Pre-council meetings might or might not be subject to Open Door Law

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Send your questions to Steve Key, HSPA executive director and general counsel, skey@hspa.com or call (317) 624-4427.

The following questions were submitted by a Westfield resident, Spencer Evening World:

Pre-council meetings might or might not be subject to Open Door Law

Q: I’ve been watching the Westfield City Council.  What is your opinion of the meeting described here? “Pre-Council is only for setting agenda, not discussion of agenda items. Two to three councilors rotate, although the council president always attends, as well as department heads, clerk, and attorney. Usually held Wednesday morning week before regular meeting. Not open to public.”

A: If this is a council- created or council president-created committee, it would subject to the Open Door Law. If not, then as long as the number of council members present doesn’t reach a quorum, then it wouldn’t meet the definition of a meeting under the Open Door Law and could be closed to the public. So you’ll have to determine its origin.

County hiring decision might be null and void if vote improperly taken

Q: I have attached a document ­­—a legal services agreement – from Owen County. I am wondering if it legally holds water? The commissioners voted to hire a county attorney as a part-time contractor. He drew up this agreement, then met with two of the three commissioners at the county highway garage to sign it. The third commissioner told me he had no clue about the agreement or the way it got signed. The county auditor refused to attest to the document because she was not present when it was signed and she also questioned the legality of it.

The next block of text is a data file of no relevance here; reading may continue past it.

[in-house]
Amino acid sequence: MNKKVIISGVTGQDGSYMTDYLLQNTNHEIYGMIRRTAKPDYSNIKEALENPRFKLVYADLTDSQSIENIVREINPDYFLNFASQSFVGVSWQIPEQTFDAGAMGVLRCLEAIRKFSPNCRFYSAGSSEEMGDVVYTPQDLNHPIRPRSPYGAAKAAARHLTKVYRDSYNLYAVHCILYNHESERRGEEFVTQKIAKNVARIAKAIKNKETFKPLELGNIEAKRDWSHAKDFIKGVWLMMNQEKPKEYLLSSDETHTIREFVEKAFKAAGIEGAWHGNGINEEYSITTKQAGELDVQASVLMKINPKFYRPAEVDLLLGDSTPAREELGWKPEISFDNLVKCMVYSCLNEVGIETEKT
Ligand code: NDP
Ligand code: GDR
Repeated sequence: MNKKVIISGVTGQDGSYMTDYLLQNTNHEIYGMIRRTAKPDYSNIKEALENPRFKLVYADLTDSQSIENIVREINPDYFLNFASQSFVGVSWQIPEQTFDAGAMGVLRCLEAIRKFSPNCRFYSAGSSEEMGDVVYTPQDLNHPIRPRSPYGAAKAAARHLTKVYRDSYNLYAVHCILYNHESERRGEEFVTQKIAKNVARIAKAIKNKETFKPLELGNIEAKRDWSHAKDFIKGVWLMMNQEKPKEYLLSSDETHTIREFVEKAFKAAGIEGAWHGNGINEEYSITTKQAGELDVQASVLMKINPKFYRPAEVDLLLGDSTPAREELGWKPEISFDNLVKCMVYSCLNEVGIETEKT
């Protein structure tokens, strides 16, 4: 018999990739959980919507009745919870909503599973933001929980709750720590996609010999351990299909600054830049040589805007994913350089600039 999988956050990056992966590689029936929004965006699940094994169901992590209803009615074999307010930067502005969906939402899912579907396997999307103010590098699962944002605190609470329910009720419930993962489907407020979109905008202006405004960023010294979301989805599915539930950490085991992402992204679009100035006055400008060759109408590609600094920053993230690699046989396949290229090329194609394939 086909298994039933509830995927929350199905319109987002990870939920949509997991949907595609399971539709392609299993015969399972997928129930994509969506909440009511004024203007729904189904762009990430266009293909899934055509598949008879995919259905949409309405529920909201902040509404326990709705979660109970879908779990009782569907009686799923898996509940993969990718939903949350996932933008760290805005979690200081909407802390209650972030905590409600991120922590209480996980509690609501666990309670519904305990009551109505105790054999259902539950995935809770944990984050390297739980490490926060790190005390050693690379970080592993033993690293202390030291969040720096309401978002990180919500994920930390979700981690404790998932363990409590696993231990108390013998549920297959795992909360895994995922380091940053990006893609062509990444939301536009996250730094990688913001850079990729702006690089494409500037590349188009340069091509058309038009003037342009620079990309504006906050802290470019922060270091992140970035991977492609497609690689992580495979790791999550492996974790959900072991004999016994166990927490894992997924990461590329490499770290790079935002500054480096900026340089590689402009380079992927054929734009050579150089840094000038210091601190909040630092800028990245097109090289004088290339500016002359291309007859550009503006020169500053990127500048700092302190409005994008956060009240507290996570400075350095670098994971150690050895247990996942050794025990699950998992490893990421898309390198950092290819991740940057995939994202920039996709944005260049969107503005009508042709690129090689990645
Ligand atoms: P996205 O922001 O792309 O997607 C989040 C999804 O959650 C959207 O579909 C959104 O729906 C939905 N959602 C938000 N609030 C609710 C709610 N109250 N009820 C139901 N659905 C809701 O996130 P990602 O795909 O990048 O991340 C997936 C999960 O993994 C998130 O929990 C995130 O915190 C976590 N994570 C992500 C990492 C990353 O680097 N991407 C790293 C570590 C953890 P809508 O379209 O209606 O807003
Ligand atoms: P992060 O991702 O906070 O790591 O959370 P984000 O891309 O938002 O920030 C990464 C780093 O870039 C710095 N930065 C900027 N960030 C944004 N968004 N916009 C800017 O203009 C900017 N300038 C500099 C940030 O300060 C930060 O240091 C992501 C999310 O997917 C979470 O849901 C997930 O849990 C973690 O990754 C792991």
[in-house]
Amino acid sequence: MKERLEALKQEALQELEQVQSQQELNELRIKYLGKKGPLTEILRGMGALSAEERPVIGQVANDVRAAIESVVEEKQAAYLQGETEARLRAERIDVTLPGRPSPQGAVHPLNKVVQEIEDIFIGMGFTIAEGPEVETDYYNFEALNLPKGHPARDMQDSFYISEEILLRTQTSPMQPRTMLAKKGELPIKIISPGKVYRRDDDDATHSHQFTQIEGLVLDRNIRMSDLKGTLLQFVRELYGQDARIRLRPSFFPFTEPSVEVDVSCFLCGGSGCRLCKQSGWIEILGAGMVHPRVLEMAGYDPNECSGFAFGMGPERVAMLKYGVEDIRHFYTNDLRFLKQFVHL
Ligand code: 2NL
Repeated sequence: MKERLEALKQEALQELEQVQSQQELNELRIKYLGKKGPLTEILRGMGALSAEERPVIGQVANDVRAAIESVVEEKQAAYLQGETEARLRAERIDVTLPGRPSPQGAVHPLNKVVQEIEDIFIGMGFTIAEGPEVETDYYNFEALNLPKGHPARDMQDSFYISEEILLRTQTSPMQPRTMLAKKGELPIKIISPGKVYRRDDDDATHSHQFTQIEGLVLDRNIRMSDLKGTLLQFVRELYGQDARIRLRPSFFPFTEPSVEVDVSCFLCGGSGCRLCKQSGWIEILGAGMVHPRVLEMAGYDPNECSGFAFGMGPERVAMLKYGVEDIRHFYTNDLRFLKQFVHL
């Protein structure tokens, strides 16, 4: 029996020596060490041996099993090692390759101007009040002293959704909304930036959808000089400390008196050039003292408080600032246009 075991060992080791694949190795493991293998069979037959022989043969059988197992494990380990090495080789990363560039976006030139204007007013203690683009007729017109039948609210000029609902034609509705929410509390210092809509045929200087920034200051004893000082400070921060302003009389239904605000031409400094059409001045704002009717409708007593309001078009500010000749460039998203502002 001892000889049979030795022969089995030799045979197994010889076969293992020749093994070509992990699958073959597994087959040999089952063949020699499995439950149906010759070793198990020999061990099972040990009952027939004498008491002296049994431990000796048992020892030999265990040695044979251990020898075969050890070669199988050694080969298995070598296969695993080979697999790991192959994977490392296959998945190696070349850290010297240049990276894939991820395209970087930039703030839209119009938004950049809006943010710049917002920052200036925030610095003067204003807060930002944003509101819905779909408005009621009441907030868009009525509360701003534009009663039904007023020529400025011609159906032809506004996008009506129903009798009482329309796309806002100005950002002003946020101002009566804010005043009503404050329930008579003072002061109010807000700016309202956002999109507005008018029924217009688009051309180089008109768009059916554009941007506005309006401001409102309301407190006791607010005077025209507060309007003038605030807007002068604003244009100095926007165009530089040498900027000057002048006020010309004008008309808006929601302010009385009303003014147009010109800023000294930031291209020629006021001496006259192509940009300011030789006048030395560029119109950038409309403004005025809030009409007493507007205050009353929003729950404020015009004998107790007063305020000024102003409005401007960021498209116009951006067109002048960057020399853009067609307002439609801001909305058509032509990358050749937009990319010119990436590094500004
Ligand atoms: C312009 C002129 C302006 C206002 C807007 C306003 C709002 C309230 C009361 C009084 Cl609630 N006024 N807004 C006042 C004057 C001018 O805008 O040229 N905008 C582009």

A: I’d first have to ask when/where did the commissioners vote to hire a county attorney as an outside contractor. If the third commissioner had no clue, it would indicate the decision was not made at a public meeting, unless it was one he missed.

The Open Door Law requires votes to be taken during a public meeting. [See Open Door Law at I.C. 5-14-1.5-6.1(c). They couldn’t have taken the vote legally during an executive session or an “administrative function” session.
If the vote wasn’t taken properly, then anyone could ask the court to declare the contract null and void, but they have to move within 30 days of the illegal act or when the person complaining should have known about the illegal act.

I see this agreement is dated March 1, 2019, so I’m unclear as to how the third commissioner would not have a clue for nearly a year unless the county never paid the attorney for any services in 2019. The commissioners have to approve claims so the third commissioner would have known payments were being made to the attorney.

So the window to ask that the contract be declared null and void probably has passed by now. One could still ask for a declaratory judgment that the Open Door Law was violated or for an injunction requiring the commissioners to comply with the statute moving forward.

I’m not an expert on the legality of the contract if it is missing the auditor’s signature, but that comes back to the length of time this contract has been in existence. If the auditor questioned its legality, I would have thought she would have gone on record to question any payments to James Bryan for legal services over the last 10 to 11 months.

If the auditor and county commissioner did nothing to challenge the legality from March 1, 2019 to the present, a judge may find it difficult to declare the contract void. There may well have been a violation of the Open Door Law and there may have been a requirement for the auditor’s signature that was ignored, but there doesn’t appear to have been any challenge so the attorney has been doing work in reliance upon that contract.

It does appear that the renewal time will be coming up, so the third commissioner could call for a termination of the contract, which would then require a vote to renew, renegotiate, or terminate. That public vote would clear up the future status of the arrangement.

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